Just saying that docker-machine was a good solution for those Linux users, just as it was for users of old Mac and old Windows... All that it needed was to run docker on a non-standard port, instead of hardcoded 2376 ? And a new qemu driver that didn't require libvirt group (i.e. root). Maybe infrakit/hyperkit will be an alternative in the future, but at the moment (the link above) it looks quite rough around the edges still.

@Vanuan : I know about the ubuntu/vagrant options, I just referred to it simply as "Docker Engine" above.

@justinclift : each user gets their own ssh keys/docker certs, so the machines are reasonably separated.

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justinclift commented Oct 23, 2018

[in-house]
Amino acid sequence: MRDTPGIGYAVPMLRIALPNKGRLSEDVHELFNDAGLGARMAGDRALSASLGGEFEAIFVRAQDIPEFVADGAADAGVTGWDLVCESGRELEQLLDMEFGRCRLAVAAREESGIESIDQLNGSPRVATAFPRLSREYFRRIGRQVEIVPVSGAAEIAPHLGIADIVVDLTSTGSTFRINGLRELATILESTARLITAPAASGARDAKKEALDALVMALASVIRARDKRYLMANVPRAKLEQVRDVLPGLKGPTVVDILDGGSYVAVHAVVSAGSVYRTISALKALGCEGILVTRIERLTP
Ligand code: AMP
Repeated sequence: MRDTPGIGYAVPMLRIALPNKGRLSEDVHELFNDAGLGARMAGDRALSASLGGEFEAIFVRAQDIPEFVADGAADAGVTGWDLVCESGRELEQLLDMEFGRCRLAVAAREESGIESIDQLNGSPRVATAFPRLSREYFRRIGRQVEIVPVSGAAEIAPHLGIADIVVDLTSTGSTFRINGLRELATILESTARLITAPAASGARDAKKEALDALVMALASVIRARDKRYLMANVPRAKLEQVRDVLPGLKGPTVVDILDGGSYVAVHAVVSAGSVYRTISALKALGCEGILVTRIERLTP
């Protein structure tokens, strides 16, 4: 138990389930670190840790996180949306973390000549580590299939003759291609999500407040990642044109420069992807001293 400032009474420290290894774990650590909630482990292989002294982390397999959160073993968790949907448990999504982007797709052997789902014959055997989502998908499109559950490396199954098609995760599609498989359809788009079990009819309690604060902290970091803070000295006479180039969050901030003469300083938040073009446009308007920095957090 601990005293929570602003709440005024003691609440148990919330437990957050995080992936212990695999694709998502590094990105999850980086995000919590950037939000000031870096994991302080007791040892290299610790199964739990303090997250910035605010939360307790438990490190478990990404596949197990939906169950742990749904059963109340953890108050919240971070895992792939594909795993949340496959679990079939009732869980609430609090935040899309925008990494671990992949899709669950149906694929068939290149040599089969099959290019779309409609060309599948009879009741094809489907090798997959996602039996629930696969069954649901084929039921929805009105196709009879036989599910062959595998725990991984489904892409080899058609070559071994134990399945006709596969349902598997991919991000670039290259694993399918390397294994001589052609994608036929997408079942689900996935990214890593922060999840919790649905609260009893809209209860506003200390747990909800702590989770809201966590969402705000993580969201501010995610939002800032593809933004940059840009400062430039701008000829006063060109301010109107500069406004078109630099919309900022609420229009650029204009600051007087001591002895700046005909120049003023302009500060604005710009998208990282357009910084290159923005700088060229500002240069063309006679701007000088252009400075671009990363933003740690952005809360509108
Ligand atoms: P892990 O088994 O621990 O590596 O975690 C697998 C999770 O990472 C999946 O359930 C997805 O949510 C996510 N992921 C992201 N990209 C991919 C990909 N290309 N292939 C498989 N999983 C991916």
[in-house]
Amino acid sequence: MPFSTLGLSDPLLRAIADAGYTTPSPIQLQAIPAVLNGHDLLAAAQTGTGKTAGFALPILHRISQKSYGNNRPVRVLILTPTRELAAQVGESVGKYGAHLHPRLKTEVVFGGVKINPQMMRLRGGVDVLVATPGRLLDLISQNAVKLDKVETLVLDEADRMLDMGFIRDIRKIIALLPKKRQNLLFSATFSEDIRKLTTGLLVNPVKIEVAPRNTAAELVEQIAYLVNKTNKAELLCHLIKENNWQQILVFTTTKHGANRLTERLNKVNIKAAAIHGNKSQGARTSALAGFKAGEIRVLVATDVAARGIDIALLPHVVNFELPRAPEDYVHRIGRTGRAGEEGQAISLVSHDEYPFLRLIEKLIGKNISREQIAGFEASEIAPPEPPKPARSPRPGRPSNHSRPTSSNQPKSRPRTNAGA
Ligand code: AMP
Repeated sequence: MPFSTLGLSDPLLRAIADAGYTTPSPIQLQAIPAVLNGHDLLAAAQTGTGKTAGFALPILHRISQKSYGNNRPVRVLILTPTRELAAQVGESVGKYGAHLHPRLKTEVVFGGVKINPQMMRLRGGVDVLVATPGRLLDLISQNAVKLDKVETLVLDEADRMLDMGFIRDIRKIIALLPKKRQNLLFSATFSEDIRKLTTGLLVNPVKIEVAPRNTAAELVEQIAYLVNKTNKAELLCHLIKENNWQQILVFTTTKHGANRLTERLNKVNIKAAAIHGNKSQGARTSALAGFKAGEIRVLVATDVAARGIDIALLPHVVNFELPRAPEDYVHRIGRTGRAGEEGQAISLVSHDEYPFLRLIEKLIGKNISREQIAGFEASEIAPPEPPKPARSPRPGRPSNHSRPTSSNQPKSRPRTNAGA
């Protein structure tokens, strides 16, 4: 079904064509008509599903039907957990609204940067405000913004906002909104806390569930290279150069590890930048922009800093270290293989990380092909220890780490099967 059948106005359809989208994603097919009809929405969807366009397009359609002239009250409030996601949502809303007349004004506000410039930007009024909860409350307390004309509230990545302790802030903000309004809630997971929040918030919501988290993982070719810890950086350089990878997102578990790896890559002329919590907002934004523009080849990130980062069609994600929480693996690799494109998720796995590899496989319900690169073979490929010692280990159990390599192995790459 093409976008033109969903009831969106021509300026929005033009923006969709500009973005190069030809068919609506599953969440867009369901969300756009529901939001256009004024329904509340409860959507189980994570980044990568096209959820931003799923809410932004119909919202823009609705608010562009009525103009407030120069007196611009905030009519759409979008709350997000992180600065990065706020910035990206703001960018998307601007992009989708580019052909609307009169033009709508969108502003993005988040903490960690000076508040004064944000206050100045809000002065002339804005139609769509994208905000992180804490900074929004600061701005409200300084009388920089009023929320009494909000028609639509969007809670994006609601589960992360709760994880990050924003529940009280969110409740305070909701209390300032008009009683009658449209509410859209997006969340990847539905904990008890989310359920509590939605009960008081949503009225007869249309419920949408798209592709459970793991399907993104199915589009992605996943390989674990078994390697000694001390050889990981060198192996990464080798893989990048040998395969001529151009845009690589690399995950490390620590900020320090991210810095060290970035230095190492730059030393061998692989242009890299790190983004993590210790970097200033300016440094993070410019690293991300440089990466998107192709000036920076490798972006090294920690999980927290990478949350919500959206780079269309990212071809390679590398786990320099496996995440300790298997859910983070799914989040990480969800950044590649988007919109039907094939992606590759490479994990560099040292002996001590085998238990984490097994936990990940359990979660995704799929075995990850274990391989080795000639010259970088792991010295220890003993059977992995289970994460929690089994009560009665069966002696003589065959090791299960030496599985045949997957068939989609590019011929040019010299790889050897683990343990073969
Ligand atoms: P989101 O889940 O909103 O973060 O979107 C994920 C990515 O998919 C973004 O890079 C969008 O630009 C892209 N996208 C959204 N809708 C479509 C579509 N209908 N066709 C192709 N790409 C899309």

@afbjorklund No worries. It's been years since I worked at Red Hat on the Libvirt team. These days I generally just use it when diagnosing issues, rather than still being super in-depth with it. 😄

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Vanuan commented Oct 24, 2018

@afbjorklund Let's clear this up.

you might also want to mention Linux users who don't want to transition to Mac or Windows...
Either way, transitioning to Docker Desktop is not an option - it's either Docker Engine or DIY LinuxKit ?
I know about the ubuntu/vagrant options, I just referred to it simply as "Docker Engine" above.

boot2docker is both distribution (boot2docker.iso) and the tool to manage virtualbox (boot2docker-cli). boot2docker.iso includes Docker CE (former Docker Engine):

https://github.com/boot2docker/boot2docker/blob/d465167d83310295b5847ba315905f52c3ca1435/Dockerfile#L426-L435

And this will keep updated to new Docker CE releases.

The boot2docker-cli is gone, but in essence it's just vagrant with virtualbox. Vagrant is still around.